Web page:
Pacing3:49 with Julie Menge
Learn the importance of practicing your presentation out loud before the big day. Adjust how quickly or slowly you speak so that your presentation fits in your allotted time.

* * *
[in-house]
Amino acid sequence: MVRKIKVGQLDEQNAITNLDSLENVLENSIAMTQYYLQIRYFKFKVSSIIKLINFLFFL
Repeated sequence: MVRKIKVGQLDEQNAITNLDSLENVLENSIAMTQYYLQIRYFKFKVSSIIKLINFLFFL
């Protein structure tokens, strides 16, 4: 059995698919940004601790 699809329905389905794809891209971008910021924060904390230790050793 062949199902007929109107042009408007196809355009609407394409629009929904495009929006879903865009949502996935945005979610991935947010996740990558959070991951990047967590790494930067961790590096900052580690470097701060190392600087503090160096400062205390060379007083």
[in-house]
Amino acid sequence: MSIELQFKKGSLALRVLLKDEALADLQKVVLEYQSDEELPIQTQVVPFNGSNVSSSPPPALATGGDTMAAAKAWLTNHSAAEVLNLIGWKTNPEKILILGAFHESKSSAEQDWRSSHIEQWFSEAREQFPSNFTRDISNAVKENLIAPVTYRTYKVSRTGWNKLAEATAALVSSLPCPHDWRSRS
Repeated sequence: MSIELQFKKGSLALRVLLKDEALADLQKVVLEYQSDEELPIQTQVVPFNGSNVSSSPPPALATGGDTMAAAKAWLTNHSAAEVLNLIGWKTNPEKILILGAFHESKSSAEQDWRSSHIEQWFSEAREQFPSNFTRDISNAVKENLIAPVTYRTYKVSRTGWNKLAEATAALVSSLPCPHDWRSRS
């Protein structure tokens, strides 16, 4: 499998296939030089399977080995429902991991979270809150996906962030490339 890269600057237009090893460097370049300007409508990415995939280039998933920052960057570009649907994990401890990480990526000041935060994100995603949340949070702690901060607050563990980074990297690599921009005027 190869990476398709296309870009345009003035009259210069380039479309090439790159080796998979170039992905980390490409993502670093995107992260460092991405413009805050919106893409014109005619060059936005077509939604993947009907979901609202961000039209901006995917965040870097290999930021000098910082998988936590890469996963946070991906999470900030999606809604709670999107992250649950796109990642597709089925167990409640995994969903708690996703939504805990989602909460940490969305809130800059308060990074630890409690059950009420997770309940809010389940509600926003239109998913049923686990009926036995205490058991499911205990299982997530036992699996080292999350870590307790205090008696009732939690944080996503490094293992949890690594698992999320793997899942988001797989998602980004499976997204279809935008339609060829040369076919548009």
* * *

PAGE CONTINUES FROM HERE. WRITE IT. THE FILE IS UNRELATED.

[MUSIC] 0:00 Before you deliver your presentation, know how much time you will have allotted. 0:04 If you are the one scheduling the meeting, you have more control here, but 0:09 be respectful of your audience's time. 0:13 You don't wanna make the meeting so 0:15 short that you don't have enough time to get through everything. 0:17 But you also don't wanna book too much time and take over someone's entire day. 0:20 If you have been asked by someone else to present, for example, 0:25 the company leaders may have invited you to share a presentation at their standing 0:29 weekly meeting. 0:33 Be sure to clarify in advance how much time you will have on the agenda. 0:33 I would book 45 minutes to an hour for our call center presentation. 0:39 If you are presenting to just a few people, you may need less time. 0:44 If you are presenting to a larger group, you'll wanna book a little more time, so 0:47 that you have plenty of opportunities to field questions. 0:51 As your presentation comes together, begin reading your notes and 0:55 the content out loud. 0:58 Consider this a dry run for now and not a full blown rehearsal. 1:01 Reading out loud serves several purposes. 1:05 First something that makes perfect sense as a written sentence or bullet point, 1:08 may not sound as natural when you say it out loud. 1:12 You may decide to edit things that you've written or 1:15 say something differently when you practice speaking it. 1:17 Second, when you practice actually saying what you going to present, 1:21 it will give you a clear idea of how time you'll need for each slide. 1:25 Some slides will take more time than others. 1:29 And third, practicing aloud will help with pacing or 1:32 the rate at which your speaking when delivering the information. 1:35 Many of us have a tendency to speak quickly when we are nervous. 1:38 Or when we've spent so much time with the information, 1:42 we don't realize others may need additional time for it to sink in. 1:45 When you are practicing what you will say for each slide speak in a steady and 1:48 controlled manner. 1:52 If you are addressing particular things on the slide like a chart, or a graph, 1:54 give your audience a moment or two to digest the information. 1:58 And before you move on from one slide to the next, pause for a moment. 2:02 This will give your audience time to ask any questions. 2:06 You should add in time for interactivity, 2:10 ask your audience if they have questions or need clarifications. 2:12 You'll have a good idea of the types of questions they may have based on your 2:15 research. 2:19 With that said, it's good practice to keep your eye on the clock. 2:21 You don't wanna spend all of your alloted time on the first two or three slides, and 2:25 then have to race through or even skip important content later. 2:29 Also, if someone asks a question that you'll be covering in a future slide, 2:33 it's totally appropriate to say, 2:37 that's a great question, we're actually going to get to that in a few minutes. 2:38 Make sure to let me know then if you still need more information. 2:42 After you've run through your presentation a few times on your own, 2:46 you will know which slides take the most time. 2:49 Make a mental note before you begin presenting 2:51 that you want to get through a certain amount of content by a certain time. 2:54 For example, if your presentation starts at 11:00 AM, and 2:58 you have 30 minutes, and ten slides to get through, you may want to stay on track 3:02 to get through slides one through five by 11:10 AM. 3:06 Then, you'll want to get through slides six through ten by 11:20 AM, and 3:11 have ten minutes remaining for questions and answers. 3:15 This of course is just an example, your presentation may be heavier on content at 3:17 the beginning, middle, or end, so you may distribute your time differently. 3:22 I like to appoint someone in my audience as time keeper. 3:28 You could ask a trusted colleague ahead of time to give you a signal when you have 3:31 a certain amount of time remaining. 3:34 It's also a great idea to let your audience know at the beginning, 3:37 that you want to respect everyone's time by staying on track, leaving time for 3:40 discussion at the end. 3:43 And wrapping up the meeting as scheduled, since we all have busy calendars. 3:45
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